Root zone vs. air temp

hydro_scottyJuly 7, 2010

Hey all -

I am growing lettuce indoors (temporary until I get the greenhouse going) and wanted to see if I could reduce my costs a little. Does anyone here think that I could let my ambient temperatures rise (84F or higher) if I chill the nutrient tank to a constant 65 - 68ish F? I am using NFT and it is killing me to run AC all the time to keep the environment cool. All inputs welcome.


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Well, possibly. I do know that heat can cause lettuce to become bitter in taste. I would take that into consideration. If you don't mind the taste then your idea sounds good to me though!

    Bookmark   July 7, 2010 at 7:50PM
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Hi hydro_scotty,
Actually a simple but also tricky to answer question because it is about playing economy versus safety and successful growing in your case.

It simply is a fact that lower nutrient temperatures (artifical cooling) allow to grow such cool temperature crops as lettuce in much warmer climate or environment. Because in fact these rather famous 24 C (75 F) are originally issued from experimental research work by Thompson, H. C. et al. (1998). As they firstly reported that root (nutrient) temperatures influence lettuce growth in raft culture considerably. They in fact demonstrated the importance of optimizing root- but also air temperatures in lettuce culture and production.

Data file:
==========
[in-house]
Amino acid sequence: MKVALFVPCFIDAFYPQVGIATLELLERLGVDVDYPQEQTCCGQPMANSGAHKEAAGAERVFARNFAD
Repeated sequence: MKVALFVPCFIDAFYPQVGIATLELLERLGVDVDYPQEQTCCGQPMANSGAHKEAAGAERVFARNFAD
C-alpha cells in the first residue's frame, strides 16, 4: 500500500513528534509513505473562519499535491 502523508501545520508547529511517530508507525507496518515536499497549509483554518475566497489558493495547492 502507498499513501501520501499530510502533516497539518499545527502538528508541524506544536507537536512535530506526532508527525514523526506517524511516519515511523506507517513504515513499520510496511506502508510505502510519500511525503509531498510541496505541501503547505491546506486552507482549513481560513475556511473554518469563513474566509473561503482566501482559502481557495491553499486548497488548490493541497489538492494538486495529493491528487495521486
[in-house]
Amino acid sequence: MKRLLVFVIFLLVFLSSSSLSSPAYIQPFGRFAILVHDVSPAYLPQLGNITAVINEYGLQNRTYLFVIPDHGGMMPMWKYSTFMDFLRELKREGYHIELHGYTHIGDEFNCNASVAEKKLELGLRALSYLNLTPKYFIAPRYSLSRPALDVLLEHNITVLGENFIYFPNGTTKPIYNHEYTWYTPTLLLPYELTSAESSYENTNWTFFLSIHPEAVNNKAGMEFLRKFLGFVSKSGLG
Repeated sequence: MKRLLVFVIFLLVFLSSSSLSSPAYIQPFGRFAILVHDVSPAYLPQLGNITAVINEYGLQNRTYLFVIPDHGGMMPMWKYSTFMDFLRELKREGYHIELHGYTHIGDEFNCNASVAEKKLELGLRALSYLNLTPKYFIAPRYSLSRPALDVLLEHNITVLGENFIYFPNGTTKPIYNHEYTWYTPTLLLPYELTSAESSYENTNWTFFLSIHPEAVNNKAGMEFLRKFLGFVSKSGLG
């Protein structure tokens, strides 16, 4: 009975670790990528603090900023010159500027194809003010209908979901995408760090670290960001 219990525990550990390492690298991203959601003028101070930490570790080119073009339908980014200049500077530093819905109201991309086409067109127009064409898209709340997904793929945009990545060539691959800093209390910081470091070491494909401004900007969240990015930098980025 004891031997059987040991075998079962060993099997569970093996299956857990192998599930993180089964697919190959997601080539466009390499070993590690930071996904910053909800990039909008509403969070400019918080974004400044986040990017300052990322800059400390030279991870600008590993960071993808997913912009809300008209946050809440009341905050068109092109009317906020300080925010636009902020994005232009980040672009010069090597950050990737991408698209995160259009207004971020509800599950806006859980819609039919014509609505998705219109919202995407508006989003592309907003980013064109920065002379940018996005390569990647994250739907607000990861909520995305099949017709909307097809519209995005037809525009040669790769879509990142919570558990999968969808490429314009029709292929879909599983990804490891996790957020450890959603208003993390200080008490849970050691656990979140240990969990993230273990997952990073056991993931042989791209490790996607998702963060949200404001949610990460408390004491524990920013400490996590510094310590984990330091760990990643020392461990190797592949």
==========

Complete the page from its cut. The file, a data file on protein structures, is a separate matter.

Dr. Howard Resh has also reported, that with tropical climate and daytime temperatures that exceed 95° F (35° C), they were able to decrease bolting and pythium infections, when cooling nutrient temperature even lower, to 65 F (18 C). But as far as I know this (18°C) is a single report and until confirmed with other research, shall be considered as rather selective observation and optional.

Then again here in Thailand, a few farms grow lettuce (commercially not scientifically) in classic NFT systems in similar conditions (30-35°C) in the northern regions, but with much higher nutrient temperatures (28°-30° C) in NFT and in fact successfully. No sopisticated filtering (as in 5 micron spore filtering), and no artificial cooling is used. Why can they do that? Well because they grow just a few heat- and bolting resistant varieties, prevent nutrient temperatures from rising above 30° C with underground reservoirs, etc. And yet, they grow successfully for years with conditions that are far from ideal as we understand it.

My own (actually involuntary ) experiments with NFT during last hot season just a few month ago, have confirmed that lettuce can indeed grow in much higher air temperatures as ideal, - and even with warmer nutrient temperatures I would ever have imagined. Yes, sooner or later, several varieties were bolting one after the other due to excessive heat. And yes, pythium was coldcocking eventually. But actually only later- a bit before I pulled the plugs.